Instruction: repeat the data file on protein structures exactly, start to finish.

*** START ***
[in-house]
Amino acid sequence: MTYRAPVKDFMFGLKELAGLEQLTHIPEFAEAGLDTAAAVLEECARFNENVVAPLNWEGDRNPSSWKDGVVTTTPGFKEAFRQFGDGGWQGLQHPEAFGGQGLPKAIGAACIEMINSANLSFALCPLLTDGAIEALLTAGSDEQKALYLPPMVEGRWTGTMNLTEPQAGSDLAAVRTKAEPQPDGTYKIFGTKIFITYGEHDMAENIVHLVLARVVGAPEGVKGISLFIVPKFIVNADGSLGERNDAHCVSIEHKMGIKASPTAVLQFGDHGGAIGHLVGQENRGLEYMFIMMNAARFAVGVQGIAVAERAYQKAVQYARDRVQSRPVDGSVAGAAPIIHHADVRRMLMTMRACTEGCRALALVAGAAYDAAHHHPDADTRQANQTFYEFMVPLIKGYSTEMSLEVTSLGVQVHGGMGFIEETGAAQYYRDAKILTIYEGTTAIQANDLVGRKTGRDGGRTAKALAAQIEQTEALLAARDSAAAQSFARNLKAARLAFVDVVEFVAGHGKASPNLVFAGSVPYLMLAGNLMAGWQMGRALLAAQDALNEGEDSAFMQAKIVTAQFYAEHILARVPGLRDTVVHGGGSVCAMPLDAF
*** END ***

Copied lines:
[in-house]
Amino acid sequence: MTYRAPVKDFMFGLKELAGLEQLTHIPEFAEAGLDTAAAVLEECARFNENVVAPLNWEGDRNPSSWKDGVVTTTPGFKEAFRQFGDGGWQGLQHPEAFGGQGLPKAIGAACIEMINSANLSFALCPLLTDGAIEALLTAGSDEQKALYLPPMVEGRWTGTMNLTEPQAGSDLAAVRTKAEPQPDGTYKIFGTKIFITYGEHDMAENIVHLVLARVVGAPEGVKGISLFIVPKFIVNADGSLGERNDAHCVSIEHKMGIKASPTAVLQFGDHGGAIGHLVGQENRGLEYMFIMMNAARFAVGVQGIAVAERAYQKAVQYARDRVQSRPVDGSVAGAAPIIHHADVRRMLMTMRACTEGCRALALVAGAAYDAAHHHPDADTRQANQTFYEFMVPLIKGYSTEMSLEVTSLGVQVHGGMGFIEETGAAQYYRDAKILTIYEGTTAIQANDLVGRKTGRDGGRTAKALAAQIEQTEALLAARDSAAAQSFARNLKAARLAFVDVVEFVAGHGKASPNLVFAGSVPYLMLAGNLMAGWQMGRALLAAQDALNEGEDSAFMQAKIVTAQFYAEHILARVPGLRDTVVHGGGSVCAMPLDAF